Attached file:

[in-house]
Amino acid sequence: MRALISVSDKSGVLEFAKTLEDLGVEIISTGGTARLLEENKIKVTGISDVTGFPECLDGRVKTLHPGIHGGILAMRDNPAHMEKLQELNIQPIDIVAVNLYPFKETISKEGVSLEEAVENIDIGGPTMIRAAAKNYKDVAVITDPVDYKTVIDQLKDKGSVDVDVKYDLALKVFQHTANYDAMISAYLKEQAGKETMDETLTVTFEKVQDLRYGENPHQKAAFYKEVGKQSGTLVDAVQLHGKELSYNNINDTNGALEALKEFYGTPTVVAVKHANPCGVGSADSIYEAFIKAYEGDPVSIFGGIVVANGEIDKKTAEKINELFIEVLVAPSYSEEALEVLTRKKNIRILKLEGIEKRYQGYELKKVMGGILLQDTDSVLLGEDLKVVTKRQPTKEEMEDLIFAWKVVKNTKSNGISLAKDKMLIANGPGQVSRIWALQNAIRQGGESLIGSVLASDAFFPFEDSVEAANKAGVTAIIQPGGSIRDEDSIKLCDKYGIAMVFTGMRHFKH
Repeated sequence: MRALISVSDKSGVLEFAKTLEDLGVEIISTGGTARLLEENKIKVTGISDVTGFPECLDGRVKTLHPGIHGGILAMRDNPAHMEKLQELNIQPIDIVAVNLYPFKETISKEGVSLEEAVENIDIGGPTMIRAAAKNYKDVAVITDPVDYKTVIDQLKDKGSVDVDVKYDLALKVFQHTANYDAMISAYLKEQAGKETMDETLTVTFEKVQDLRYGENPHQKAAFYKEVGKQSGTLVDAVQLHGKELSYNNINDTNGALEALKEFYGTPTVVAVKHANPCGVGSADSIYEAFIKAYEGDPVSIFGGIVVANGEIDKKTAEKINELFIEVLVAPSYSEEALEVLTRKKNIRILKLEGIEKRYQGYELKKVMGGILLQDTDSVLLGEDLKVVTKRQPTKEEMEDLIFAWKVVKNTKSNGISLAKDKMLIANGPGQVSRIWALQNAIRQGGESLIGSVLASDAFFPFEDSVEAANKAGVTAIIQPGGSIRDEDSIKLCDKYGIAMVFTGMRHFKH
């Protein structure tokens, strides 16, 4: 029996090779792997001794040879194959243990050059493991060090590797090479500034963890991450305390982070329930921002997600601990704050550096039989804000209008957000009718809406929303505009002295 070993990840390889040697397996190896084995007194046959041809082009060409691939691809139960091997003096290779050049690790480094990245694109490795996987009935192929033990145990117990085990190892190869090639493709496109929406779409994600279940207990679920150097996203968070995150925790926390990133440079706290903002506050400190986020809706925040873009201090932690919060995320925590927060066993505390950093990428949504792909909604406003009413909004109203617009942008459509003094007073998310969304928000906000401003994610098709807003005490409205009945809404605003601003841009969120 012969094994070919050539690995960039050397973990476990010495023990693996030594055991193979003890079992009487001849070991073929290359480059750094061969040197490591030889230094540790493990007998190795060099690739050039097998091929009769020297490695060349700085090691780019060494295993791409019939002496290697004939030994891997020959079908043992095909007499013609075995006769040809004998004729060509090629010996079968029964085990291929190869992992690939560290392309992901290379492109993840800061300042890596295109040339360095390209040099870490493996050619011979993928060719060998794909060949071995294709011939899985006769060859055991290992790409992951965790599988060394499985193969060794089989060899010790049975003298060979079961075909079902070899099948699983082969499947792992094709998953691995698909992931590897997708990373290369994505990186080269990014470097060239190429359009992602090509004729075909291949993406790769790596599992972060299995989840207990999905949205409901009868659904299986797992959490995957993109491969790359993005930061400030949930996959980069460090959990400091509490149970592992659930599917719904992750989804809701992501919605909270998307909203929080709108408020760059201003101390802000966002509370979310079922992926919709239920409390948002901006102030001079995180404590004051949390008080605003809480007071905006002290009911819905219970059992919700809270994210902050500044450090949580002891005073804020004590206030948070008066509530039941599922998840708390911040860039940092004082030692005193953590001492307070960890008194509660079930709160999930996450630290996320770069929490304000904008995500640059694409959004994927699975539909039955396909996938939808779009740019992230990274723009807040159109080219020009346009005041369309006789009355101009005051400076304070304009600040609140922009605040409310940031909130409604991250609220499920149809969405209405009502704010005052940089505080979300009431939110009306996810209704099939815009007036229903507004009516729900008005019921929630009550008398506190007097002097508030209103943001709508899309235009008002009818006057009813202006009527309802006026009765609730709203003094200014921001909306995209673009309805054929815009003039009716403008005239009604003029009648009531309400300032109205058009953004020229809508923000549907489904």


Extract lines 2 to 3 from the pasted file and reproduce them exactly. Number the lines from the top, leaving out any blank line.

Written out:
Amino acid sequence: MRALISVSDKSGVLEFAKTLEDLGVEIISTGGTARLLEENKIKVTGISDVTGFPECLDGRVKTLHPGIHGGILAMRDNPAHMEKLQELNIQPIDIVAVNLYPFKETISKEGVSLEEAVENIDIGGPTMIRAAAKNYKDVAVITDPVDYKTVIDQLKDKGSVDVDVKYDLALKVFQHTANYDAMISAYLKEQAGKETMDETLTVTFEKVQDLRYGENPHQKAAFYKEVGKQSGTLVDAVQLHGKELSYNNINDTNGALEALKEFYGTPTVVAVKHANPCGVGSADSIYEAFIKAYEGDPVSIFGGIVVANGEIDKKTAEKINELFIEVLVAPSYSEEALEVLTRKKNIRILKLEGIEKRYQGYELKKVMGGILLQDTDSVLLGEDLKVVTKRQPTKEEMEDLIFAWKVVKNTKSNGISLAKDKMLIANGPGQVSRIWALQNAIRQGGESLIGSVLASDAFFPFEDSVEAANKAGVTAIIQPGGSIRDEDSIKLCDKYGIAMVFTGMRHFKH
Repeated sequence: MRALISVSDKSGVLEFAKTLEDLGVEIISTGGTARLLEENKIKVTGISDVTGFPECLDGRVKTLHPGIHGGILAMRDNPAHMEKLQELNIQPIDIVAVNLYPFKETISKEGVSLEEAVENIDIGGPTMIRAAAKNYKDVAVITDPVDYKTVIDQLKDKGSVDVDVKYDLALKVFQHTANYDAMISAYLKEQAGKETMDETLTVTFEKVQDLRYGENPHQKAAFYKEVGKQSGTLVDAVQLHGKELSYNNINDTNGALEALKEFYGTPTVVAVKHANPCGVGSADSIYEAFIKAYEGDPVSIFGGIVVANGEIDKKTAEKINELFIEVLVAPSYSEEALEVLTRKKNIRILKLEGIEKRYQGYELKKVMGGILLQDTDSVLLGEDLKVVTKRQPTKEEMEDLIFAWKVVKNTKSNGISLAKDKMLIANGPGQVSRIWALQNAIRQGGESLIGSVLASDAFFPFEDSVEAANKAGVTAIIQPGGSIRDEDSIKLCDKYGIAMVFTGMRHFKH